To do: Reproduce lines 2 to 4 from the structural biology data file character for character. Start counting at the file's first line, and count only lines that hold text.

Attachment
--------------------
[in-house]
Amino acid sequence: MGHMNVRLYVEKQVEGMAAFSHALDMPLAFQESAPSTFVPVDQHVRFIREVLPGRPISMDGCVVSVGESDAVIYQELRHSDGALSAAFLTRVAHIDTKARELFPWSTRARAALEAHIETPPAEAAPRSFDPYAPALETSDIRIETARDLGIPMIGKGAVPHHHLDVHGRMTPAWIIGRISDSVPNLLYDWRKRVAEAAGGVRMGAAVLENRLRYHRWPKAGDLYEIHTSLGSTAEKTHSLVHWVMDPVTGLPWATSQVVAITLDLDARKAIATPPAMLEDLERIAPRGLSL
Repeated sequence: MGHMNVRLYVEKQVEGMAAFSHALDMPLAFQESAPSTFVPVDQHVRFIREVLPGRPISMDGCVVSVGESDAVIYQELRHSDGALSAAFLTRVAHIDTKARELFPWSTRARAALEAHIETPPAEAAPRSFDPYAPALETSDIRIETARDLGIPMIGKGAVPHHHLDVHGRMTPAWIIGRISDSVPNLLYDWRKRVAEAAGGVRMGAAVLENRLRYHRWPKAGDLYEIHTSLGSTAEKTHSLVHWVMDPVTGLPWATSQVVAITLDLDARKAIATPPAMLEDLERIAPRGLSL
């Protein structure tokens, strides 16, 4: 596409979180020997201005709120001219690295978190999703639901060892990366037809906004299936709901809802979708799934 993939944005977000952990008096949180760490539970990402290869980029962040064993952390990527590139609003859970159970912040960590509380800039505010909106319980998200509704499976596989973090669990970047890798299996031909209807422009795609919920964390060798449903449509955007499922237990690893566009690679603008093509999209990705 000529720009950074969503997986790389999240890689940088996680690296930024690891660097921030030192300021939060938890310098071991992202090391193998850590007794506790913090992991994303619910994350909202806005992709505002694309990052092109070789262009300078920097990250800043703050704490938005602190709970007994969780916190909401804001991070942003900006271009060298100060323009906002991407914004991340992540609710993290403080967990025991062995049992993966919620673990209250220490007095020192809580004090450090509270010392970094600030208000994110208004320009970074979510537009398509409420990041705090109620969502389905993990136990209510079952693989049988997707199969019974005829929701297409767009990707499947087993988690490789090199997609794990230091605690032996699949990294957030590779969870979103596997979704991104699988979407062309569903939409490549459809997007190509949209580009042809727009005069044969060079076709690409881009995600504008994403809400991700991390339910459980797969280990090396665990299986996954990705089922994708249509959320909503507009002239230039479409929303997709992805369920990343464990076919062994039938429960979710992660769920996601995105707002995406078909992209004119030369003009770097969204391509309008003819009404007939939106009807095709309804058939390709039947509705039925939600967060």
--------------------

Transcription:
Amino acid sequence: MGHMNVRLYVEKQVEGMAAFSHALDMPLAFQESAPSTFVPVDQHVRFIREVLPGRPISMDGCVVSVGESDAVIYQELRHSDGALSAAFLTRVAHIDTKARELFPWSTRARAALEAHIETPPAEAAPRSFDPYAPALETSDIRIETARDLGIPMIGKGAVPHHHLDVHGRMTPAWIIGRISDSVPNLLYDWRKRVAEAAGGVRMGAAVLENRLRYHRWPKAGDLYEIHTSLGSTAEKTHSLVHWVMDPVTGLPWATSQVVAITLDLDARKAIATPPAMLEDLERIAPRGLSL
Repeated sequence: MGHMNVRLYVEKQVEGMAAFSHALDMPLAFQESAPSTFVPVDQHVRFIREVLPGRPISMDGCVVSVGESDAVIYQELRHSDGALSAAFLTRVAHIDTKARELFPWSTRARAALEAHIETPPAEAAPRSFDPYAPALETSDIRIETARDLGIPMIGKGAVPHHHLDVHGRMTPAWIIGRISDSVPNLLYDWRKRVAEAAGGVRMGAAVLENRLRYHRWPKAGDLYEIHTSLGSTAEKTHSLVHWVMDPVTGLPWATSQVVAITLDLDARKAIATPPAMLEDLERIAPRGLSL
């Protein structure tokens, strides 16, 4: 596409979180020997201005709120001219690295978190999703639901060892990366037809906004299936709901809802979708799934 993939944005977000952990008096949180760490539970990402290869980029962040064993952390990527590139609003859970159970912040960590509380800039505010909106319980998200509704499976596989973090669990970047890798299996031909209807422009795609919920964390060798449903449509955007499922237990690893566009690679603008093509999209990705 000529720009950074969503997986790389999240890689940088996680690296930024690891660097921030030192300021939060938890310098071991992202090391193998850590007794506790913090992991994303619910994350909202806005992709505002694309990052092109070789262009300078920097990250800043703050704490938005602190709970007994969780916190909401804001991070942003900006271009060298100060323009906002991407914004991340992540609710993290403080967990025991062995049992993966919620673990209250220490007095020192809580004090450090509270010392970094600030208000994110208004320009970074979510537009398509409420990041705090109620969502389905993990136990209510079952693989049988997707199969019974005829929701297409767009990707499947087993988690490789090199997609794990230091605690032996699949990294957030590779969870979103596997979704991104699988979407062309569903939409490549459809997007190509949209580009042809727009005069044969060079076709690409881009995600504008994403809400991700991390339910459980797969280990090396665990299986996954990705089922994708249509959320909503507009002239230039479409929303997709992805369920990343464990076919062994039938429960979710992660769920996601995105707002995406078909992209004119030369003009770097969204391509309008003819009404007939939106009807095709309804058939390709039947509705039925939600967060």